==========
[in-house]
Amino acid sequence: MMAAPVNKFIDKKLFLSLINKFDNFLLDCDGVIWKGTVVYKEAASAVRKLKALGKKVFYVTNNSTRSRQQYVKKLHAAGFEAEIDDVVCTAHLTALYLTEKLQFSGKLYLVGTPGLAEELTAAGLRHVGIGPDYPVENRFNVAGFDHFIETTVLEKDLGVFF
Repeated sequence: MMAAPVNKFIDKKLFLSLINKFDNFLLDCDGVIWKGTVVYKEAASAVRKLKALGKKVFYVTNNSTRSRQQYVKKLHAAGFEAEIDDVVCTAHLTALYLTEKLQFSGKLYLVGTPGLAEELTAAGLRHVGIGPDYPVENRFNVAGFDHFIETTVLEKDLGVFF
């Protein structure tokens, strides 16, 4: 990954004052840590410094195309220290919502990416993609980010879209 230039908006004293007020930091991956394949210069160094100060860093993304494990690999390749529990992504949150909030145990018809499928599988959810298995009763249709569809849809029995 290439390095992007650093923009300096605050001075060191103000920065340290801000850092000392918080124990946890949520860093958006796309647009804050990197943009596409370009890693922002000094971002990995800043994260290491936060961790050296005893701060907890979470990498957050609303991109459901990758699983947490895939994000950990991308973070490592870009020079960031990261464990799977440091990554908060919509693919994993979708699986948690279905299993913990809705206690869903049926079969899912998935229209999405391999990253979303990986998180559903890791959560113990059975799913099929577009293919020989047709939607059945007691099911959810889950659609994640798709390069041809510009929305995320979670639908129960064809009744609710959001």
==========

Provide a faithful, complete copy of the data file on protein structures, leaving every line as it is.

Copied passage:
[in-house]
Amino acid sequence: MMAAPVNKFIDKKLFLSLINKFDNFLLDCDGVIWKGTVVYKEAASAVRKLKALGKKVFYVTNNSTRSRQQYVKKLHAAGFEAEIDDVVCTAHLTALYLTEKLQFSGKLYLVGTPGLAEELTAAGLRHVGIGPDYPVENRFNVAGFDHFIETTVLEKDLGVFF
Repeated sequence: MMAAPVNKFIDKKLFLSLINKFDNFLLDCDGVIWKGTVVYKEAASAVRKLKALGKKVFYVTNNSTRSRQQYVKKLHAAGFEAEIDDVVCTAHLTALYLTEKLQFSGKLYLVGTPGLAEELTAAGLRHVGIGPDYPVENRFNVAGFDHFIETTVLEKDLGVFF
């Protein structure tokens, strides 16, 4: 990954004052840590410094195309220290919502990416993609980010879209 230039908006004293007020930091991956394949210069160094100060860093993304494990690999390749529990992504949150909030145990018809499928599988959810298995009763249709569809849809029995 290439390095992007650093923009300096605050001075060191103000920065340290801000850092000392918080124990946890949520860093958006796309647009804050990197943009596409370009890693922002000094971002990995800043994260290491936060961790050296005893701060907890979470990498957050609303991109459901990758699983947490895939994000950990991308973070490592870009020079960031990261464990799977440091990554908060919509693919994993979708699986948690279905299993913990809705206690869903049926079969899912998935229209999405391999990253979303990986998180559903890791959560113990059975799913099929577009293919020989047709939607059945007691099911959810889950659609994640798709390069041809510009929305995320979670639908129960064809009744609710959001």